By 1960 the company based in Eastman, Georgia had 160 stores. Only 10 of those were company owned. Franchisees pulled the wagon and Stuckey saw to it they were looked after. And that is how a man started with a shed in a cotton field and used some innovation and some good old fashioned Southern hospitality to build a roadside mainstay. I won’t steal all of present CEO Stephanie Stuckey’s thunder. She has done extensive research into her family’s business, her heritage, and was kind enough to share some notes from a book she hopes to publish. Perhaps we’ll do a review of it when the time comes. What I’ll definitely do is discuss her new role and the company’s future in the second part of this story.
So I gave a quick overview of Ft. Monroe previously. With that much to see in one place you’re bound to get hungry during your visit. The good news is that you don’t have to wander far to fix that problem.
If I told you there was a great spot for seafood at a marina just outside the gates of a Civil War era fort, your mind might go to Fish Tales in Richmond Hill. And you would be right. But Fish Tales is a bit of a drive from Ft. Monroe, especially if you’re hungry.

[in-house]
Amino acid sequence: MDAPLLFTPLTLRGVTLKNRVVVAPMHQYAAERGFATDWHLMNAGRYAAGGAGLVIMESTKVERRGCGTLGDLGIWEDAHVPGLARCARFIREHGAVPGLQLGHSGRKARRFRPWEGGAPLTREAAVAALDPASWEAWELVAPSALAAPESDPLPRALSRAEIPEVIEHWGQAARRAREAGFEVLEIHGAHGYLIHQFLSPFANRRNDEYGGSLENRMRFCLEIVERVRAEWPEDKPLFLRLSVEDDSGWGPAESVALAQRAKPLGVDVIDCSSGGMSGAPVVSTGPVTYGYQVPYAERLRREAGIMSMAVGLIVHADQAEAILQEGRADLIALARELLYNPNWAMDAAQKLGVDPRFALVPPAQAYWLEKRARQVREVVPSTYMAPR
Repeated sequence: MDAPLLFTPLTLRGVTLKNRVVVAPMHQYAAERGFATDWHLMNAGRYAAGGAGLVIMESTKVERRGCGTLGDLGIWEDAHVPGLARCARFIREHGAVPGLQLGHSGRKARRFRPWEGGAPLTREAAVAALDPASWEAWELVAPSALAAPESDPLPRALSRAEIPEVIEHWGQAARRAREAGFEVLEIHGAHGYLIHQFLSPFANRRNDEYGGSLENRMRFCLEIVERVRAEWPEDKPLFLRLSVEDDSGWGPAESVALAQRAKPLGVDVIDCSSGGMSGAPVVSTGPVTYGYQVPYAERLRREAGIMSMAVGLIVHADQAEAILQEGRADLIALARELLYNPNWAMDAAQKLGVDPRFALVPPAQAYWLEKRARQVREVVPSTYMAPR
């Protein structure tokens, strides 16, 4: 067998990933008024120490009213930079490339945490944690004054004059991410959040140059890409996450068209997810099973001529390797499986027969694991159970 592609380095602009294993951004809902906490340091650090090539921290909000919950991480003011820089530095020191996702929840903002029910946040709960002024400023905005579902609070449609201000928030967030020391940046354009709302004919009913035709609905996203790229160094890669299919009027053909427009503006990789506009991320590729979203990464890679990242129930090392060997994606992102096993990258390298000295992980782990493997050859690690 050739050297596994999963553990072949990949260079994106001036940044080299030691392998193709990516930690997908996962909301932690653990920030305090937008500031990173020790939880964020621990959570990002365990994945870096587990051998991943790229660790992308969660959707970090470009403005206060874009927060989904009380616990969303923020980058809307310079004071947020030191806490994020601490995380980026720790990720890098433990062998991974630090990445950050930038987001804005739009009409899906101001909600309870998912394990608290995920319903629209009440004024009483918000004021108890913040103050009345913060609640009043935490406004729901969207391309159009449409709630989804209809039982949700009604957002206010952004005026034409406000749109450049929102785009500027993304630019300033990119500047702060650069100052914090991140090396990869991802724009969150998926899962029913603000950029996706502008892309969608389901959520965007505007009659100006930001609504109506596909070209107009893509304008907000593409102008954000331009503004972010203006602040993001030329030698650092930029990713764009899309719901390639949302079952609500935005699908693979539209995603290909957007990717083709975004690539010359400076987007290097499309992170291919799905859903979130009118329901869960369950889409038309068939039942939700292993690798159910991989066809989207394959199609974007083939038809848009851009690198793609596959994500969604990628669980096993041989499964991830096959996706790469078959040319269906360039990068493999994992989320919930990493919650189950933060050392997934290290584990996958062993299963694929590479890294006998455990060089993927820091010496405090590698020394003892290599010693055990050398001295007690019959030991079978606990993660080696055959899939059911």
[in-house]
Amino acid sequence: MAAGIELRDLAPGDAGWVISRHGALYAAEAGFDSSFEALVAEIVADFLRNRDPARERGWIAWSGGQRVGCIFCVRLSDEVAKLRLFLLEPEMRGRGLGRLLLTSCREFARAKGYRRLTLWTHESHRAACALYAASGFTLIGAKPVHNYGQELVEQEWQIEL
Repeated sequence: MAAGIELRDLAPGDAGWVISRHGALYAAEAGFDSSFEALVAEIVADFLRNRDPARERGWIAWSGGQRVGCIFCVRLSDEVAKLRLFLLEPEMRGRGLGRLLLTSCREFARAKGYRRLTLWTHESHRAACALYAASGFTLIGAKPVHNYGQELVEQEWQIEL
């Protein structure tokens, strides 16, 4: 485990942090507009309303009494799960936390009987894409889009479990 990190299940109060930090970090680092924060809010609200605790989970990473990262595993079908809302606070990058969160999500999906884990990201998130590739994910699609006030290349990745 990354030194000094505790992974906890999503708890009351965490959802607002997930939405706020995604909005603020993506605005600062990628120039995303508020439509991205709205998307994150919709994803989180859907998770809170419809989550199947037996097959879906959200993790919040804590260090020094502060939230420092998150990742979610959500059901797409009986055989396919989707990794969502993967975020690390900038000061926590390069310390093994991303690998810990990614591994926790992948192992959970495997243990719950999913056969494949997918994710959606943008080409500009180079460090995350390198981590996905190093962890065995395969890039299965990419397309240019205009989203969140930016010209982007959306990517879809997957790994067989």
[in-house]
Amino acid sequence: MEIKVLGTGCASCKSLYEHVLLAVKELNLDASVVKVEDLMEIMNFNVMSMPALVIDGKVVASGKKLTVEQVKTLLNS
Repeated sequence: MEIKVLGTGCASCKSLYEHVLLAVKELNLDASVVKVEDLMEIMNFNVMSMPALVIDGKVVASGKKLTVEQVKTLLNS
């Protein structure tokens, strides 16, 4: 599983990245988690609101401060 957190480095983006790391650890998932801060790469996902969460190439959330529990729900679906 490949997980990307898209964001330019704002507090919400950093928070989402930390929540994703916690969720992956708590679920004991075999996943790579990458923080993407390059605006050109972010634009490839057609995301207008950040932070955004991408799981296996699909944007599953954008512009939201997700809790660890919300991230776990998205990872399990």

So we’ll try another marina. Just outside the fort proper but still within the modern limits of the installation you’ll find the Old Point Clear Marina. If you arrive at the marina you can’t miss The Deadrise.
While this name sounds like something out of an evangelical eschatological thriller movie, the term is a reference to a way of measuring the depth of a boat’s hull. It’s a fitting moniker for a restaurant in a marina.
A marina is always a tempting sight. Rows of boats, particularly sailboats, tug at the heart strings and make me want to shove off in search of adventure or solitude...or perhaps both. The Old Point Clear Marina was no exception. From atop the stairs at the restaurant’s entrance you can see quite a varied collection of pleasure crafts.